Contributed by: Healthians Team

Bone cancer refers to an abnormal lump or a mass of unusual cells growing in a bone that destroys the normal bone tissues. It develops anywhere in your skeletal system such as in the outer layer, center, or on the surface of the bone. Bone cancer is rare and the tumors can be either benign or malignant. A benign bone cancer tumor is a non-cancerous one and does not spread to other parts of the body. 

While benign tumors should not arise much concern, however, damage can occur to tissues, nerves, or blood vessels in close proximity, if pressure is exerted on them by the tumor. A malignant tumor on the other hand is a cancerous tumor or tumor made up of cancer cells that can invade nearby tissues. The cancerous cells of a malignant tumor can spread to other parts of the body via the bloodstream or lymph nodes, it is called metastasis.

Types of bone cancer

Bone cancer is of two types: Primary bone cancer and secondary bone cancer. 

Primary bone cancer

Primary bone cancer also called bone sarcoma refers to a cancerous tumor that grows right in the cells of bone or the neighboring tissues (cartilage). Primary bone cancer is considered the most severe of all bone cancers. There is a total of 30 types of primary bone cancer variants, but the most common types of primary bone cancer include:


Osteosarcoma refers to bone cancer that develops into cells that make or form bones. Generally, It can occur in any bone but often occurs in the long bones that make up arms or legs. People with osteosarcoma may feel few symptoms such as bone pain and swelling. Osteosarcoma afflicts both adults and children and is also known to occur in the elderly between the age of 70 to 80.

Ewing’s sarcoma

Ewing’s sarcoma refers to a rare type of cancer that occurs in and around the bones. It often develops in the legs, bones of the arms, and pelvis. It is often found in children and adults. People with Ewing’s sarcoma may feel some symptoms such as pain at the site of the tumor, a bone fracture, or fever. 


Chondrosarcoma is a type of primary cancer that generally occurs in adults over the age of 40. It begins in your cartilage, a connective tissue that lines joints with each other, and spreads to the other bones. It grows slowly and often develops in the pelvis, upper legs or shoulders.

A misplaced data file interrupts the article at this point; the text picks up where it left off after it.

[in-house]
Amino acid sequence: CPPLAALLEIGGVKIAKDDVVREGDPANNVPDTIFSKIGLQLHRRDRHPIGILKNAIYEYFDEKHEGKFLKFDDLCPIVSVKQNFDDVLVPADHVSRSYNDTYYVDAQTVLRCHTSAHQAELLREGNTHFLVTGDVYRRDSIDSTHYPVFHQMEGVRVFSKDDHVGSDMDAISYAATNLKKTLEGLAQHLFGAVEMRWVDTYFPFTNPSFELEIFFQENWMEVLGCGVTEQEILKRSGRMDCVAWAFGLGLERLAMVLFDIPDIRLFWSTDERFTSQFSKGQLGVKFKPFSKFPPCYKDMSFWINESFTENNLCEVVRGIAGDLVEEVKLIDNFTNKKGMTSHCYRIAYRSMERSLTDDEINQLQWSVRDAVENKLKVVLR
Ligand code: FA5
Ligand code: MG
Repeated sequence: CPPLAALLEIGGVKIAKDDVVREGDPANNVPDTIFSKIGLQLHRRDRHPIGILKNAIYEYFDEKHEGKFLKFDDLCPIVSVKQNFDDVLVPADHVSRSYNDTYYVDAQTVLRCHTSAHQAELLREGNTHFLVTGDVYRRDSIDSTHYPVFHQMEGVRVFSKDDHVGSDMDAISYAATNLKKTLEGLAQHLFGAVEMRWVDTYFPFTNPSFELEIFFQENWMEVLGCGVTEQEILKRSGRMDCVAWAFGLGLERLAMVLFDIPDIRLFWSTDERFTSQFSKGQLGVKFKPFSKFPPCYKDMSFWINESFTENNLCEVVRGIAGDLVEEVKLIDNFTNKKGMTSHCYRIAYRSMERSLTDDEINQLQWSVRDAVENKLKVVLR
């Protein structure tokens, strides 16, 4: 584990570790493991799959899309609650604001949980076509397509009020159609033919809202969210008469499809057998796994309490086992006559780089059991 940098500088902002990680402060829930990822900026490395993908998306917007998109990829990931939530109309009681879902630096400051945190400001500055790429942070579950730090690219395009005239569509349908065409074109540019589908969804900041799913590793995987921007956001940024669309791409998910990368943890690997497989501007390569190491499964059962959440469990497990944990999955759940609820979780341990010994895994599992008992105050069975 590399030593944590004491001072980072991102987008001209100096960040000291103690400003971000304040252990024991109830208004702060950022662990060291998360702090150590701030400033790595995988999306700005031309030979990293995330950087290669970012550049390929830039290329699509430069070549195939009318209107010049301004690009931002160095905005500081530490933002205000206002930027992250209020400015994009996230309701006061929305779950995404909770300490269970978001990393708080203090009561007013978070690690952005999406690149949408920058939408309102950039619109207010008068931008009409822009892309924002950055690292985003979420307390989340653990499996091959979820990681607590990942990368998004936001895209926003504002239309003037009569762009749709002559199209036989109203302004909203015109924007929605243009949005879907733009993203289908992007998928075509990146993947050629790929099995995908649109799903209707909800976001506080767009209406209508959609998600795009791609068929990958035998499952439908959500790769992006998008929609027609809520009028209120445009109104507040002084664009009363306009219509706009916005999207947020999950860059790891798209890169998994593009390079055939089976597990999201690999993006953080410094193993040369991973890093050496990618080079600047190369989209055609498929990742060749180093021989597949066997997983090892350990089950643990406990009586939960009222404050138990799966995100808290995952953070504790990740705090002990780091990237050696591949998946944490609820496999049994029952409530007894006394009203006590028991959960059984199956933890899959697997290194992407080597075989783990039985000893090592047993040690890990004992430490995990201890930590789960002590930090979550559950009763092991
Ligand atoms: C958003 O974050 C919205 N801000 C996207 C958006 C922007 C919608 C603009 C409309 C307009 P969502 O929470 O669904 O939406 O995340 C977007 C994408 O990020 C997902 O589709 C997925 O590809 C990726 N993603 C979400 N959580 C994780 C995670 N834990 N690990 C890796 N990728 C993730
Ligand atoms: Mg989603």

Secondary bone cancer

Cancer in your bone can also occur from any part of the body. For example, lung cancer can spread to your bones. Cancer that occurs when it spreads from one part to the other part of the body is termed metastatic cancer. The secondary bone cancer has the capability of spreading to the spinal column, the rib cage, the pelvic region, the legs, and the upper arms.   Secondary bone cancer is far more common than primary bone cancer. and is generally found in adults. Some cancers that can commonly spread to bones include

  • Breast cancer
  • Prostate cancer
  • Lung cancer

What causes bone cancer

The reasons behind bone cancer are still being researched and a mystery till now. However, some identified factors may contribute or enhance the chances of developing abnormal growth of cells in the bone. These include: 

  • Relentless cellular growth: Cells divide and replace with other cells, after this, they die but some cells do not die and develop uncontrollably. They grow abnormally and develop a mass of tissues that transforms into tumors.  
  • Genetics:  The chances of bone cancer are greatly increased if there’s been a family history of any type of cancer. Also, some inherited illnesses, such as the Li-Fraumeni syndrome and retinoblastoma (eye cancer) increases the chances of bone cancer development. However, a faulty gene in one’s DNA that has nothing to do with hereditary conditions can also trigger bone cancer.
  • Radiation therapy: People who have undergone or are taking radiation therapy or chemotherapy are at greater risk of developing osteosarcoma (a bone cancer variant)

Symptoms of bone cancer

People with bone cancer may experience its first symptoms known as ‘nagging’, which essentially means continuous pain in the area afflicted with cancer. The pain intensity differs from case to case, however, for a handful of the patients, the ‘nagging’ is mild. . The rise of pain in Ewing sarcoma cancer can be more aggressive as compared to other types of bone cancer. A person with bone cancer may experience several symptoms including: 

  • Fever
  • Night sweats
  • Inflammation around the bone
  • Limps
  • Fatigue
  • Unexpected weight loss
  • Weakening of bones that lead to a higher risk of fracture
  • A lump in the affected area


People with benign tumors can be cured with medications or sometimes the doctor waits for some changes. The doctor may also remove the benign tumor if it has more chances to spread and becomes malignant. In rare cases, tumors can develop again even after treatment. People with malignant tumors require special care and treatment. The treatment of a malignant tumor depends upon various factors such as how far it has spread, its location in the body, how aggressive it is, and what stage it is at. Cancer cells that are just in the bone tumor and its neighboring area are known as a localized stage. Those cancer cells that have expanded to other parts of the body are more dangerous and difficult to treat. Treatments for bone cancer include: 

  • Targeted therapy
  • Chemotherapy
  • Radiation therapy
  • Amputation
  • limb salvage surgery
  • Cryosurgery
  • Surgery

The bottom line

With time, bone cancer treatment may cause some complications that are related to the heart, lungs, brain, hearing, fertility, or bones. It is imperative to be in contact with your doctor to have regular checkups to keep a check on the complications and to prevent future relapses. 

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